(Adds comment from market analysts and investors; updates prices)
By David Dolan
ISTANBUL, June 7 (Reuters) - The Turkish lira hit a record low in weekend-thinned trade on Sunday, after the governing AK Party failed to win an outright majority in a parliamentary election, unsettling investors with the prospect of a minority or coalition government.
Investors had been hoping the AKP would squeak out enough votes to remain in power as a single party and avoid the uncertainty and gridlock of coalition politics.
But with more than 96 percent of ballots counted, the AKP had taken 40.9 percent of the vote, according to broadcaster CNN Turk, a result likely to leave it struggling to form a stable government for the first time since it came to power more than a decade ago.
“The loss of the AKP’s 13-year-long single-party parliamentary majority in today’s Turkish election represents one of the most dramatic political developments in emerging markets in recent years,” said Nicholas Spiro of Spiro Sovereign Strategy.
“The lira was falling sharply against the dollar before the election. It could now plummet, fuelling inflationary pressures further and heaping pressure on the central bank to raise interest rates.”
Already one of the worst performing emerging market currencies this year, the lira initially weakened as far as 2.799 to the dollar in thin trade after the results, an almost 5 percent slide.
By 2040 GMT, it was at 2.759 to the dollar, still considerably weaker than Friday’s close of 2.6615.
A senior AKP official told Reuters on condition of anonymity that the party now expected to form a minority government, and to contest an early election at some point.
While investors were hoping for an outcome that ensured stability, most hoped there would be no landslide for the AKP, because it could have led to a constitutional change and handed more power to President Tayyip Erdogan, increasingly seen by critics as an authoritarian figure.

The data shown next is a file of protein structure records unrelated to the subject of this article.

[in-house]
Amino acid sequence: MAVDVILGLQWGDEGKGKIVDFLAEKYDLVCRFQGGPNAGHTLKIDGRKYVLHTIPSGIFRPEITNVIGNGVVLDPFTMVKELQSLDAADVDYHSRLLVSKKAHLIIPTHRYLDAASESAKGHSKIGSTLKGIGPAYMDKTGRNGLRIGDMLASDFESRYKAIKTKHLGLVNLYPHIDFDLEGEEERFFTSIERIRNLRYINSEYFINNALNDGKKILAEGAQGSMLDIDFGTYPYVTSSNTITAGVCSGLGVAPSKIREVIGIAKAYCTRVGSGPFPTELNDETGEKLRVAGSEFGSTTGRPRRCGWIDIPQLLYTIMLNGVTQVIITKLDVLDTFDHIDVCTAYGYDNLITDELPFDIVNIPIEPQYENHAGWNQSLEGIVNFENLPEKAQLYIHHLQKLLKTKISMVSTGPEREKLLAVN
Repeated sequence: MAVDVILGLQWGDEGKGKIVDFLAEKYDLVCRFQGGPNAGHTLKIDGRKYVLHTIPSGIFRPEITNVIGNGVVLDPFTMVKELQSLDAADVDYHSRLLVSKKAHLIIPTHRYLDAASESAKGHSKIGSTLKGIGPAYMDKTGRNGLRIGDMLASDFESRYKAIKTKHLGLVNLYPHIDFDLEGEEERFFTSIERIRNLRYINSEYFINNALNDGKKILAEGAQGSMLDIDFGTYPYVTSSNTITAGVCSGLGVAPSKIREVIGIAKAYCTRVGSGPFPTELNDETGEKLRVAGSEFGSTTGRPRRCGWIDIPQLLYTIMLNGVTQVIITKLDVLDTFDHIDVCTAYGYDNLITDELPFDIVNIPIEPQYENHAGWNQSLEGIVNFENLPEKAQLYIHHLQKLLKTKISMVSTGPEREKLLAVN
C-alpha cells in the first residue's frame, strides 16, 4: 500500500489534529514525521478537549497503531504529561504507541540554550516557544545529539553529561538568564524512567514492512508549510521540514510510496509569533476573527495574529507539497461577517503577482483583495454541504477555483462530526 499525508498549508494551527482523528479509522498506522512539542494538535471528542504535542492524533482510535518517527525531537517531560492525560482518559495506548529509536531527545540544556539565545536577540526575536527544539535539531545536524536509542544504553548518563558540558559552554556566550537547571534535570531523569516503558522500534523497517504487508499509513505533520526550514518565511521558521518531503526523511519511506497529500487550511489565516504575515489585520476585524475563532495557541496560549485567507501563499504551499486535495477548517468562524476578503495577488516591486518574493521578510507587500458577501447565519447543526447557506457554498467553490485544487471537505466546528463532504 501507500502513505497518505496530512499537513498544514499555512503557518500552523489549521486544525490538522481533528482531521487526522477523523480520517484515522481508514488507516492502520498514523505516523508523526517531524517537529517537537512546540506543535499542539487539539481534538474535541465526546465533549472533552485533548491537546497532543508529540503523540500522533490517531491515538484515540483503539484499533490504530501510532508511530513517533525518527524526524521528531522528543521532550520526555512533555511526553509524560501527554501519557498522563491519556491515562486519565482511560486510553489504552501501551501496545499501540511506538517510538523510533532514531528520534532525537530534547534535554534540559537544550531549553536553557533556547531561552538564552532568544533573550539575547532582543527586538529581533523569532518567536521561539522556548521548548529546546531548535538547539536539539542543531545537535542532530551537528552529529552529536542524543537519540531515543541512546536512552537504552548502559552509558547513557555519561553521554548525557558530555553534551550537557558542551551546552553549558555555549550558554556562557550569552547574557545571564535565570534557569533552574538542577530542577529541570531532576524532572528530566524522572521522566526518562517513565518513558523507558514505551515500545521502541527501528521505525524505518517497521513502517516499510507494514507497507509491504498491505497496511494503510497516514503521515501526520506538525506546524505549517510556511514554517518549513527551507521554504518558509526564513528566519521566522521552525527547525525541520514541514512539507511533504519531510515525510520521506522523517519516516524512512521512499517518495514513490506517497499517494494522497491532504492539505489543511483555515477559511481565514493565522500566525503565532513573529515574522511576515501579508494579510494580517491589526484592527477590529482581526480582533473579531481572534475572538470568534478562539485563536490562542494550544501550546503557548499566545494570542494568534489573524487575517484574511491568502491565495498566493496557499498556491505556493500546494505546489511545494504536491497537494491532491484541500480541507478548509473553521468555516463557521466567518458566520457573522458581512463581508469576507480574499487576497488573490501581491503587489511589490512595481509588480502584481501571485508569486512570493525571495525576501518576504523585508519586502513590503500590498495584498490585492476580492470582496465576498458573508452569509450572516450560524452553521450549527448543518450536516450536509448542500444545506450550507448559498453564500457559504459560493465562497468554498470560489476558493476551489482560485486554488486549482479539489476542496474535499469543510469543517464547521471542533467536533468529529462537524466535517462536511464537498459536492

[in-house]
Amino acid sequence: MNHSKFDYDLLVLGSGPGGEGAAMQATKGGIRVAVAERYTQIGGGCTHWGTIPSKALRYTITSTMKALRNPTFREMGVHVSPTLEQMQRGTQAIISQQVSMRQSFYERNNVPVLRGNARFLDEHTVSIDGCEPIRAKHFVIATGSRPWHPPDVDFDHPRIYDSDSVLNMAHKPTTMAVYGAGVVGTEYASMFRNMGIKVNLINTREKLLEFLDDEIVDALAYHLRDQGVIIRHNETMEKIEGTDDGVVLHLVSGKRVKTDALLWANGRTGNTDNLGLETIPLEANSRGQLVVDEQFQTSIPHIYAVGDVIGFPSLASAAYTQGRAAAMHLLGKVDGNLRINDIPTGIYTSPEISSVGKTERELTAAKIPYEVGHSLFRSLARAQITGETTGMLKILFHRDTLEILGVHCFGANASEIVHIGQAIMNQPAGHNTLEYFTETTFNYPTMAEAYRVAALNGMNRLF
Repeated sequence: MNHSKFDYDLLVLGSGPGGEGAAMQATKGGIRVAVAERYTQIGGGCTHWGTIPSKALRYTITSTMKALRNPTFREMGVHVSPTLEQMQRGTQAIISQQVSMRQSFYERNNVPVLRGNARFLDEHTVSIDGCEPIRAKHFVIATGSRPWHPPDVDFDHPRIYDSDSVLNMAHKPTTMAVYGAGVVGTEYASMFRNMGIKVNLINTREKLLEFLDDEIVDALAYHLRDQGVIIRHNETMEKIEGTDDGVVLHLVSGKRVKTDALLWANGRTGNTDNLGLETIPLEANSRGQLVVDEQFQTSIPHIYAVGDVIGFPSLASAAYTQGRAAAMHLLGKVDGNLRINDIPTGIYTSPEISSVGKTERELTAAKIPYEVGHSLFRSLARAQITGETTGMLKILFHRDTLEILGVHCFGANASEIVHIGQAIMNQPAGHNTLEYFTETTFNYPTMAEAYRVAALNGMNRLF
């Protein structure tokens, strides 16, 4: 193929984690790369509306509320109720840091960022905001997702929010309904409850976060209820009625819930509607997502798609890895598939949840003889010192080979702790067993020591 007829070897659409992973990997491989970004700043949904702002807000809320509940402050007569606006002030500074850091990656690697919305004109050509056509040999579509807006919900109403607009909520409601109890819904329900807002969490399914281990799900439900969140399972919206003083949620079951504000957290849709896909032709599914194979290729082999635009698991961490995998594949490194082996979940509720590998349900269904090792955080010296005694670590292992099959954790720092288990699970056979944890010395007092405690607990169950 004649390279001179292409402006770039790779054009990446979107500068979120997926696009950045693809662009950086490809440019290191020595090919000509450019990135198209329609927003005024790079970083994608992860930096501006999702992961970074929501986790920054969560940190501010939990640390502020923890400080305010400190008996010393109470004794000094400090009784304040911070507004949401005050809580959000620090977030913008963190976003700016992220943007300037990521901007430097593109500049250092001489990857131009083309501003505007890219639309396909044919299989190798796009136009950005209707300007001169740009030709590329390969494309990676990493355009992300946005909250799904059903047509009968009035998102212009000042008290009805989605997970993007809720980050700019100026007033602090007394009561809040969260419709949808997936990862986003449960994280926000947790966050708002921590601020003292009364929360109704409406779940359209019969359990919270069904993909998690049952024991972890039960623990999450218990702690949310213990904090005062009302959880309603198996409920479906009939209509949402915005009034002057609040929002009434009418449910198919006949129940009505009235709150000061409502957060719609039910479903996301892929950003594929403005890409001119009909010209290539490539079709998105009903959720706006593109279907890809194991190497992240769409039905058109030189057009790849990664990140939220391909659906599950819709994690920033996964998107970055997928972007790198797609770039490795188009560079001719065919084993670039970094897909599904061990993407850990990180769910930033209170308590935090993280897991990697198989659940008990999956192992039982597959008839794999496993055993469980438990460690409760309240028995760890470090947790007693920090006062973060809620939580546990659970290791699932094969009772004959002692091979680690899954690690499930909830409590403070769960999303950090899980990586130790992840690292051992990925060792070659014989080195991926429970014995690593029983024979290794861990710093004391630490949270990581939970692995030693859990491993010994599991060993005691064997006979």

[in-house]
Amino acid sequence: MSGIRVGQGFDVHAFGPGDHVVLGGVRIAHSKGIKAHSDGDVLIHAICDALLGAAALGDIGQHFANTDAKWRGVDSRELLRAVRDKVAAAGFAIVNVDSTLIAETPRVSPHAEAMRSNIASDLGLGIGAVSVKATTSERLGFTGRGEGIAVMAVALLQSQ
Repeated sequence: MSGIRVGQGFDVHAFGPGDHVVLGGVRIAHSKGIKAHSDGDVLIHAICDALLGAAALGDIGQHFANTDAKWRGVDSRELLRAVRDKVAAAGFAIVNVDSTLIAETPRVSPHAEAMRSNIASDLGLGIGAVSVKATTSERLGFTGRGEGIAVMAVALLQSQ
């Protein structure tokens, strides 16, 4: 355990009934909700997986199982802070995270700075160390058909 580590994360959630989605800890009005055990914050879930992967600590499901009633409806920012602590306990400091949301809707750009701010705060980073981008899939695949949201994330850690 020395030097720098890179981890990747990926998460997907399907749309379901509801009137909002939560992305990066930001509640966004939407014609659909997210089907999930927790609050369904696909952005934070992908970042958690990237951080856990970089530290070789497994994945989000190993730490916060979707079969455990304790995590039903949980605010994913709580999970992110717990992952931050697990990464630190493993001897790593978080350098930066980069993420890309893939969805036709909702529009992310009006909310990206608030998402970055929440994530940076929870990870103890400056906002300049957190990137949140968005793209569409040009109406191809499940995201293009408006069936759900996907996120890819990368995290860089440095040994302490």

Some analysts said Sunday’s setback could inflame Erdogan’s authoritarian tendencies.
“Erdogan is unlikely to alter his overall stance, governing style and policy agenda,” said Wolfango Piccoli of Teneo Intelligence.
“The risk is that he may double down, feeling under pressure. Erdogan’s authoritarian brand of politics will remain polarising, and tensions within the country will continue to run high as long as he is in office.”
Erdogan has railed against high interest rates, increasing concern about political meddling in monetary policy and putting pressure on the lira. The currency is down more than 15 percent this year, according to Thomson Reuters data; only the Ukrainian hryvnia and the Brazilian real have fallen more.
Some investors welcomed the result, however.
“Turkey’s voters have decided to form a parliament with four parties,” said Guler Sabanci, chairwoman of Sabanci Holding , one of Turkey’s best known conglomerates.
“This is an important step for democracy, taken in the direction of peace and reconciliation.” (Additional reporting by Nevzat Devranoglu, Ece Toksabay and Dasha Afanasieva; Editing by Mark Trevelyan and Kevin Liffey)